An editorial challenges physicians and the U.S. healthcare system to reconsider the current "one size fits all" care for diverticulitis and to employ a precision medicine approach to determine which patients should be referred for colonoscopy.
The editorial, by Regenstrief Institute research scientist Thomas F. Imperiale, M.D., the Lawrence Lumeng Professor of Gastroenterology and Hepatology and Eddie Krajicek, M.D., a fellow in gastroenterology, both at Indiana University School of Medicine, highlights what they term "sign posts" to support individualized decision-making and strongly recommends their use.
While national guidelines equivocate, conventional care is to refer all individuals with diverticulitis for a colonoscopy.
But employing the tools of health information technology, we can and should consider sign posts - such as the specific nature of the diverticulitis episode, preceding changes in bowel habit or other symptoms, personal and family medical histories, the dates and findings of previous colonoscopies - before making a decision to refer the patient for colonoscopy.
Dr Thomas F. Imperiale, Practicing Gastroenterologist, Regenstrief Institute
"While an episode of diverticulitis may be a sentinel event that brings someone who may have been avoiding routine screening into the doctor's office and subsequently gets them into the colonoscopy suite, many patients who are automatically referred for a colonoscopy may not need one, which wastes colonoscopy resources. Taking a personalized, precision medicine approach uses healthcare resources wisely and provides better patient care," he said.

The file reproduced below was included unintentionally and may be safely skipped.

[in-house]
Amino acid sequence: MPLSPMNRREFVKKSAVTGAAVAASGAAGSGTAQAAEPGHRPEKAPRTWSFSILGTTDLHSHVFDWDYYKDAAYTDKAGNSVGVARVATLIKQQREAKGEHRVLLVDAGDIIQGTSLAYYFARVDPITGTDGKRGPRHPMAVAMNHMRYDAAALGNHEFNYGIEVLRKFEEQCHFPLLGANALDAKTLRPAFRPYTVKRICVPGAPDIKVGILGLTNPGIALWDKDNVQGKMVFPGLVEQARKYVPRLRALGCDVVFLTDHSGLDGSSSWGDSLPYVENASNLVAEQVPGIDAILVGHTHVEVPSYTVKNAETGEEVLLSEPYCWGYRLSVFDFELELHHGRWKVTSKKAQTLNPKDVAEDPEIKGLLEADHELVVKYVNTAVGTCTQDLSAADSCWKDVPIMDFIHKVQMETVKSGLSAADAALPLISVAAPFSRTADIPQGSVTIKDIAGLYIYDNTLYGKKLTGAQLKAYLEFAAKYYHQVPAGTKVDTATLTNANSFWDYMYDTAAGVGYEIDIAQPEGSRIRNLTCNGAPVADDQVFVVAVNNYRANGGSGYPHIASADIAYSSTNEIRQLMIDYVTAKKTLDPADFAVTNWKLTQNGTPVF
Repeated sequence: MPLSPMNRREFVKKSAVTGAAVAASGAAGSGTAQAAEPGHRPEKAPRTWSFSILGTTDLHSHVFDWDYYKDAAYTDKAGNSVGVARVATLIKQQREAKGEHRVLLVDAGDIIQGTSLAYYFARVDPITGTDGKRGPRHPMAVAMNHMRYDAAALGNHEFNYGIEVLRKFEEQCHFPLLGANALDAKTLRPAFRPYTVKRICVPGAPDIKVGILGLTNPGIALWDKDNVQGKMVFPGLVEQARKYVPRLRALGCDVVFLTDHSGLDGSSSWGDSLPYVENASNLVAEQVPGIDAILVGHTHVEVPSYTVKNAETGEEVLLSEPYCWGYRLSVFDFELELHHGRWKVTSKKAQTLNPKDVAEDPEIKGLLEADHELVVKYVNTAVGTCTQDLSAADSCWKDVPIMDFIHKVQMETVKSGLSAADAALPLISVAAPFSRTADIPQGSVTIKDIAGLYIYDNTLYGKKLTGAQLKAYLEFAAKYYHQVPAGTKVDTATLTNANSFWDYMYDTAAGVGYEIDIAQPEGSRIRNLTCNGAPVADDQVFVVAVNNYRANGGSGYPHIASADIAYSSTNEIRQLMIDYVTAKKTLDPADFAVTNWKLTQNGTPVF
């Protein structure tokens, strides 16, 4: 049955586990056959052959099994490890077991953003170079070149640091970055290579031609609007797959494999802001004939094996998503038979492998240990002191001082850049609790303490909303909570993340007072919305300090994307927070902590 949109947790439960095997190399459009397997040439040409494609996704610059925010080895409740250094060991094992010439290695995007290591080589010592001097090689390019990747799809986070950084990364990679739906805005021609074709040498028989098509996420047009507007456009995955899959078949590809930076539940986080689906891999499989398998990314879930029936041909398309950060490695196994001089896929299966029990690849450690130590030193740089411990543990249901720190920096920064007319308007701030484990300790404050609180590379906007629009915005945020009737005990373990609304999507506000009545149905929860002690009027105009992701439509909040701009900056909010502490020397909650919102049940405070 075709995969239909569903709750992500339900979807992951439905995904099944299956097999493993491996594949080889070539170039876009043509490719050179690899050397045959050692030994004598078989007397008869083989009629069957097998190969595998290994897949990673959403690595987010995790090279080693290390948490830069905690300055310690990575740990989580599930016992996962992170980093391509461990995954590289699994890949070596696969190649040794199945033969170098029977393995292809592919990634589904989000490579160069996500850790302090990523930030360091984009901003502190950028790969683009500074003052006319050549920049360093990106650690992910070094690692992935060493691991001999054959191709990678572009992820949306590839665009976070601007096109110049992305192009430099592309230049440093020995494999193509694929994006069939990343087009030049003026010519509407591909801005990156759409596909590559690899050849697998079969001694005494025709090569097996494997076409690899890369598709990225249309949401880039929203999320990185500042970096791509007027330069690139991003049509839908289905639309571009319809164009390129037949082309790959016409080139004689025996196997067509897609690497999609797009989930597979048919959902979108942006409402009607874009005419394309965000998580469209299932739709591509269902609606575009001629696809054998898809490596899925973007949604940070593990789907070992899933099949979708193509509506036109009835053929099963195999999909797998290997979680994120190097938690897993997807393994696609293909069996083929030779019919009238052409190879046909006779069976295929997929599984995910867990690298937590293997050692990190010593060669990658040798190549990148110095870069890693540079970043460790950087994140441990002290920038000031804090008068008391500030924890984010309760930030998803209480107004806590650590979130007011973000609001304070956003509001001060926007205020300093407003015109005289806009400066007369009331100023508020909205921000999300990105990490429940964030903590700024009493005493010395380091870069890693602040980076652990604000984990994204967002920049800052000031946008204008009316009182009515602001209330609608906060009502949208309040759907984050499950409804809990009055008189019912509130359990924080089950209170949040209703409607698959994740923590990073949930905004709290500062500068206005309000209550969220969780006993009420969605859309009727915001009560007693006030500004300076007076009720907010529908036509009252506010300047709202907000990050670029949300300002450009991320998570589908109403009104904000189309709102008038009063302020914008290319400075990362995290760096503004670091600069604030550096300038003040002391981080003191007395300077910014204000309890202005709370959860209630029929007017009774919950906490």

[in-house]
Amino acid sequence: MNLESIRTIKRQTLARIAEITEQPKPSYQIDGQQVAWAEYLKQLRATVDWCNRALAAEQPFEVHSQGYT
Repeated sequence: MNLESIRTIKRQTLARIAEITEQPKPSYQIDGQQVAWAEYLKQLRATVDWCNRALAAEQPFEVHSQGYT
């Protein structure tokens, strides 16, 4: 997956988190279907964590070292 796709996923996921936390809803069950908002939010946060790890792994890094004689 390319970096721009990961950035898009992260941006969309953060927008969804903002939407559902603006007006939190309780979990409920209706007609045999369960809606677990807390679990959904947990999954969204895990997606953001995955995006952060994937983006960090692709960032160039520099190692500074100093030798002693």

If a patient's primary care physician orders a colonoscopy without first asking sign post questions, Dr. Imperiale encourages patients to start a discussion to determine if colonoscopy is necessary.
The editorial, "Colonoscopy After Acute Diverticulitis: From Clinical Epidemiology to Clinical Management. Are We There Yet?" is published in the peer-reviewed journal Gastrointestinal Endoscopy.
What is diverticulitis?
Diverticulitis may follow diverticulosis, one of the most common medical conditions in the United States and other developed countries.
Diverticulosis is a condition in which small pouches form and push outward through weak spots in the wall of the colon, the final portion of the intestinal tract.
According to the National Institutes of Health, diverticulosis exists in about a third of U.S. adults age 50 or younger and more than half of people older than age 60. When one or more of these pouches becomes inflamed, the condition is called diverticulitis, which causes abdominal pain, usually with fever.
A computed tomography (CT) scan of the abdomen is used to diagnose diverticulitis. There is no clear cause and effect relationship between diverticulitis and colon cancer.